Archive for May, 2013

Programming Praxis – The Seven Bridges of K√∂nigsberg

May 31, 2013

In today’s Programming Praxis exercise, our goal is to write a function that determines whether a given graph is a eulerian circuit, path, or neither and if so, to produce that path. Let’s get started, shall we?

import Data.List
import qualified Data.Map as M

A graph that has 1 or more than 2 vertices with an odd amount of neighbours will never be a eulerian path. To determine whether a path is a circuit we simply check if it loops around. If possible, we start at a vertex with an odd amount of neighbours, since this is required for paths and optional for circuits.

check :: Ord a => M.Map a [a] -> Maybe (String, [a])
check graph | notElem (length . filter (odd . length) $ M.elems graph) [0,2] = Nothing
            | head path == last path = Just ("Circuit", path)
            | otherwise              = Just ("Path", path)
    where path  = walk [] graph start
          start = maybe (last $ M.keys graph) id $

To actually walk the graph we use the algorithm provided in the problem description.

walk :: Ord a => [(a, [a])] -> M.Map a [a] -> a -> [a]
walk stack g v = case (g M.! v, stack) of
    (n:_,_)        -> walk ((v, g' M.! v):stack) g' n where
                      g' = M.adjust (delete n) v $ M.adjust (delete v) n g
    ([] ,(s,_):ss) -> v : walk ss g s
    ([] ,[])       -> [v]

Some tests to see if everything is working properly:

main :: IO ()
main = do
    let square   = M.fromList [('A',"BC"), ('B',"AD"), ('C',"AD"), ('D',"BC")]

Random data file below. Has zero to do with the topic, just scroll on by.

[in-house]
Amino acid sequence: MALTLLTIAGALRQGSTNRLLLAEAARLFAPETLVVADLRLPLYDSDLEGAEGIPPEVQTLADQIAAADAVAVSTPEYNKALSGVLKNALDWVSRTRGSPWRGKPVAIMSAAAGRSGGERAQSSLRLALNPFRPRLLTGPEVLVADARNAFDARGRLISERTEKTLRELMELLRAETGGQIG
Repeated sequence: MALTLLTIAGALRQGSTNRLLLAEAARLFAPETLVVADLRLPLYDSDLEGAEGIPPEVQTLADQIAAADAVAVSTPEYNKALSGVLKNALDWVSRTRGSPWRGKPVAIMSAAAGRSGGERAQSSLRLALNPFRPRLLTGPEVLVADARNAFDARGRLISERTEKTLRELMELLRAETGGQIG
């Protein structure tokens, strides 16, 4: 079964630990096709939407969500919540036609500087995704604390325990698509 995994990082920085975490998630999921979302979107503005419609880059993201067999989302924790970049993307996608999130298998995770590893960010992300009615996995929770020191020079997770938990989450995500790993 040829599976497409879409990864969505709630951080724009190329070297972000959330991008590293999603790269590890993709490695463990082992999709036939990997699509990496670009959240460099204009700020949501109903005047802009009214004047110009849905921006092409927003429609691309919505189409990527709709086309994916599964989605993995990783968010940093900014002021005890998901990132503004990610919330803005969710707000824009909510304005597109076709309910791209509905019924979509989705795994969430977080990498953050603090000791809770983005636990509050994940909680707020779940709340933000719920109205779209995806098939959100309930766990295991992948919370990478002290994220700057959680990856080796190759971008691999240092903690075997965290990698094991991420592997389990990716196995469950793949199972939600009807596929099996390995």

let envelope = M.fromList [('A',"BCD"), ('B',"ACD"), ('C',"ABDE"), ('D',"ABCE"), ('E',"CD")]
    let seven    = M.fromList [('A',"BBC"), ('B',"AACDD"), ('C',"ABD"), ('D',"BBC")]
    let five     = M.fromList [('A',"BC"), ('B',"ACD"), ('C',"ABD"), ('D',"BC")]
    let star     = M.fromList [('A',"B"), ('B',"ACD"), ('C',"B"), ('D',"B")]
    print $ check square
    print $ check envelope
    print $ check star == Nothing
    print $ check seven == Nothing
    print $ check five
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Programming Praxis – Coin Change, Part 1

May 17, 2013

In today’s Programming Praxis exercise, our goal is to list all of the ways in which a target amount can be reached given a list of coin denominations. Let’s get started, shall we?

import Data.List

We check the first remaining coin to see if it’s not bigger than the remaining target amount. If so, subtract it from the target amount and call the algorithm recursively. If not, delete it from the list of remaining coins and continue. When the remaining amount reaches 0, we have found a valid combination.

coins :: (Num a, Ord a) => [a] -> a -> [[a]]
coins _  0 = [[]]
coins xs n = [c:r | (c:cs) <- tails xs, c <= n, r <- coins (c:cs) (n-c)]

Since the logic for counting the total number of options and generating the options is nigh identical, we simply ask for the length of the resulting list.

count :: (Num a, Ord a) => [a] -> a -> Int
count xs = length . coins xs

Some tests to see if everything is working properly:

main :: IO ()
main = do print $ count [1,5,10,25] 40 == 31
          mapM_ print $ coins [1,5,10,25] 40

Programming Praxis – MindCipher

May 10, 2013

In today’s Programming Praxis exercise, our goal is to solve two exercises from the MindCipher website (technically three, but the third one can be solved without programming). Let’s get started, shall we?

import Control.Monad
import Data.List
import System.Random

The first exercise is to see which pattern, on average, takes longer to come up when flipping a coin: heads, tails, heads or heads, tails, tails. First, we define a function to simulate single series of flips, counting the number of flips before the desired pattern is produced. Heads and tails are represented as booleans for the sake of convenience.

flipUntil :: [Bool] -> IO Int
flipUntil pattern = fmap (length . takeWhile (not . isPrefixOf pattern) .
                    tails . randomRs (False, True)) newStdGen

Next, we simulate an entire day by repeating this process 10000 times and taking the average.